Colin Barnes often says that if research isn't useful to disabled people, then what is disability studies for at all? Good research could be very useful to the disability rights movement at the moment - especially when facts are in short supply. Garthwaite ends her article by calling for the stories of people on disability benefits to be listened to, so that negative government and media representations of disabled people can be challenged by the realities of our lives. This is just one way that a disability movement supported by good research would be more empowered to stand up to divisive, oppressive government and media ideologies. I'd like to see more useful research like this, with more researchers really asking disabled people what research they would find useful at the moment, and allowing disabled people to have full control of that research - rather than just claiming that's what they do.

Have you seen other academic research on welfare reform?

Cross-posted to my academic blog.

Wednesday, May 04, 2011

Bill on abstinence-focused sex education, for girls only, passes first reading in the Commons - The F Word

See Liberal Conspiracy for more on this.

I’m with these groups’ bloggers when they say that we have to unite to fight this. I think this means NOW. We cannot let a victim-blaming, misogynistic law affect the way young women are educated and socialised - especially in a society where the rape conviction rate remains horrifically low and one in four women experiences domestic violence.

Dorries’ use of the rhetoric of sexualisation of society is particularly insidious here. Many feminists, myself included, agree that this is a growing problem. What we don’t do is shift the responsibility for this onto women. Society always moves first to change women, rather than men - and when this is victim-blaming, it’s particularly worrying. Dorries is serving the patriarchy by drawing on feminist language and themes. It’s terrifying. Disabled people know how nasty Dorries’ attacks on specific social groups can be. She needs, quite frankly, to be stopped.

Feminist bloggers, are your groups thinking of doing something about this? I’m lacking a local group, but I do some work with UK Feminista. I’m hoping we’ll get to address this, and Dorries’ related anti-abortion campaign, at the Summer School. I need to get involved in a group, but it’s tricky when you’re not in either London or a large university. Hmm.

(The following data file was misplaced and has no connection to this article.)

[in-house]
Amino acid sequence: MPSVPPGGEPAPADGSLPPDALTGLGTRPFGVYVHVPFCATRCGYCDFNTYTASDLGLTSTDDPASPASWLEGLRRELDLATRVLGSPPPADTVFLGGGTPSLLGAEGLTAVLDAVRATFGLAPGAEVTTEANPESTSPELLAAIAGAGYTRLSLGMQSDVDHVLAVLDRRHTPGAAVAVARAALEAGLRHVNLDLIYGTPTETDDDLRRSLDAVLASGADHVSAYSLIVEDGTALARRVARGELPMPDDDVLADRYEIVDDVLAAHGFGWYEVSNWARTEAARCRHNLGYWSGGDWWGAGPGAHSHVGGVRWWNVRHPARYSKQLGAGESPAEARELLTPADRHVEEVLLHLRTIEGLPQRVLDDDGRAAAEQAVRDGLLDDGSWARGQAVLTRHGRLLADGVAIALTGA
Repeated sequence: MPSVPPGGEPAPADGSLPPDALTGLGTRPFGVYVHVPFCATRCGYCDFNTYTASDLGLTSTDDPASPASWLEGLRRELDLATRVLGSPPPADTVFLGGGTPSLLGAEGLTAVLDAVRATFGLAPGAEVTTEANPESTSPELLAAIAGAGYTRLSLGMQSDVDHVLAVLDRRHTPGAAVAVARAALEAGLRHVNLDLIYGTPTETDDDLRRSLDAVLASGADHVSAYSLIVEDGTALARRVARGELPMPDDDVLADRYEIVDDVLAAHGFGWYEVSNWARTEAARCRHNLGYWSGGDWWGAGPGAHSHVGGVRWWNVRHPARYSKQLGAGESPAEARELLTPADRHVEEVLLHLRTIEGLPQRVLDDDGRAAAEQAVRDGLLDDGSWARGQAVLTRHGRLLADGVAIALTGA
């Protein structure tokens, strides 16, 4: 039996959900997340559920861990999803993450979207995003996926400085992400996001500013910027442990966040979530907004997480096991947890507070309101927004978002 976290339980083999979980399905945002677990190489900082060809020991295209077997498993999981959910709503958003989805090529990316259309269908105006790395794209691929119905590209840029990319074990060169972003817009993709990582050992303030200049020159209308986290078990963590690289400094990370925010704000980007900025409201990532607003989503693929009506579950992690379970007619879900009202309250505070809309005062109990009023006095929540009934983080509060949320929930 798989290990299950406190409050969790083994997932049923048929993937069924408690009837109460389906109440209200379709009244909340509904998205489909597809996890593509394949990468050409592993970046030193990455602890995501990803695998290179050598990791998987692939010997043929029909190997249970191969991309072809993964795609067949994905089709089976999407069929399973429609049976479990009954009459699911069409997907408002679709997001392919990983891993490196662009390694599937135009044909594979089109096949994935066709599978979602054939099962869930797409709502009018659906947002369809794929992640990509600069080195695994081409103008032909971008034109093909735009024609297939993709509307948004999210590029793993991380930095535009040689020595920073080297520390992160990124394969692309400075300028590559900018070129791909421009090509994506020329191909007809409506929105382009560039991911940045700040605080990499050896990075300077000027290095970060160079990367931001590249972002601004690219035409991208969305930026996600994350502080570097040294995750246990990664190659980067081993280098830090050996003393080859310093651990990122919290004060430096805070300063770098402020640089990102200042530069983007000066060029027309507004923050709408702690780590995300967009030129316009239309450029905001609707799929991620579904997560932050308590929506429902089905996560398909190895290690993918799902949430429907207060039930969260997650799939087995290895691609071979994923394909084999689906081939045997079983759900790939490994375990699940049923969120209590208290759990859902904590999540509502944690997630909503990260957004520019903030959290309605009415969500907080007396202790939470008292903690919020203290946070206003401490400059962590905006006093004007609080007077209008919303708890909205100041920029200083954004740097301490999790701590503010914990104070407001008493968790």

Thoughts, anyone?

(Daily Blogging Attempt Month, Day 4. Cross posted to my tumblr blog.)

Friday, February 25, 2011


Welcome, one and all, to February's Disability Blog Carnival - the 74th, if you're counting. I asked you to Participate, and you did. While 'Participation' is perhaps not the most exciting of themes, a great set of writers have interpreted it in all kinds of ways. Here, in no particular order, are their fantastic posts.

Our first post comes from In my eyes my life with cerebral palsy (a blog whose strapline I adore), about going for what you want in life. A childhood example shows the impact of getting involved:

"When I was a kid the local wheelchair basketball team had an activity day, I attended and loved it so much that I begged my occupational therapist to go again so much that I managed at the ripe old age of five to convince them to lower the program age range from eight to five."

Having that kind of impact can involve some serious work, though. When social and physical barriers are everywhere for disabled people, participating in the most ordinary of activities can be frustratingly difficult and thoroughly depressing. This month, Wheelchair Dancer related an experience of back-door access, poor service and relegation to second-class-citizenship. I was impressed by her tenacity in complaining. More of us could participate if more of us stood up for our own rights.

"There's not much anyone can do. They rent the space; they don't have the rights to put in an elevator. She says that she will think about how to make the space more of a par with the upstairs space in terms of decoration (did she honestly think that people with disabilities would be so grateful to get in the door that we'd be happy with the hallway?)"

Staying with these themes of society and expectations, The Right To Design has a thought-provoking post this month about prosthetic limbs. Are they more about society's need to normalize disabled people than about function? In short, do we need to 'look right' before our participation in society will be more acceptable? And what are the reactions when we refuse to fit in like this?

"Is it that people are more comfortable with plastic and metal - even though they clearly indicate a lost limb - than the actual flesh of an impaired body? Or that they want to see that the person is at least trying to repair/replace their disability - to make themselves more "normal"? Does the strangeness of a prosthetic limb somehow trump the taboos around physical difference or disability?"

Meanwhile, Carl tells us that participation can be boring when you're ordinary, while Teafeather continues with the theme of ordinary things by talking about participation in online forums. After all, as Carl points out, despite the supercrip stories the media likes to revel in, most of us are indeed ordinary:

"Many people mistakenly perceive my participation in everyday activities to be something out of the ordinary, when really, there isn't all that much people my age participate in other than going to university, drinking beer and starting work."

Diary of a Benefit Scrounger has contributed a beautiful prose poem, which captures the complexity and ambiguity of participation in a society that cuts benefits and demonises disabled people. I love the spirit of defiance that shines through it: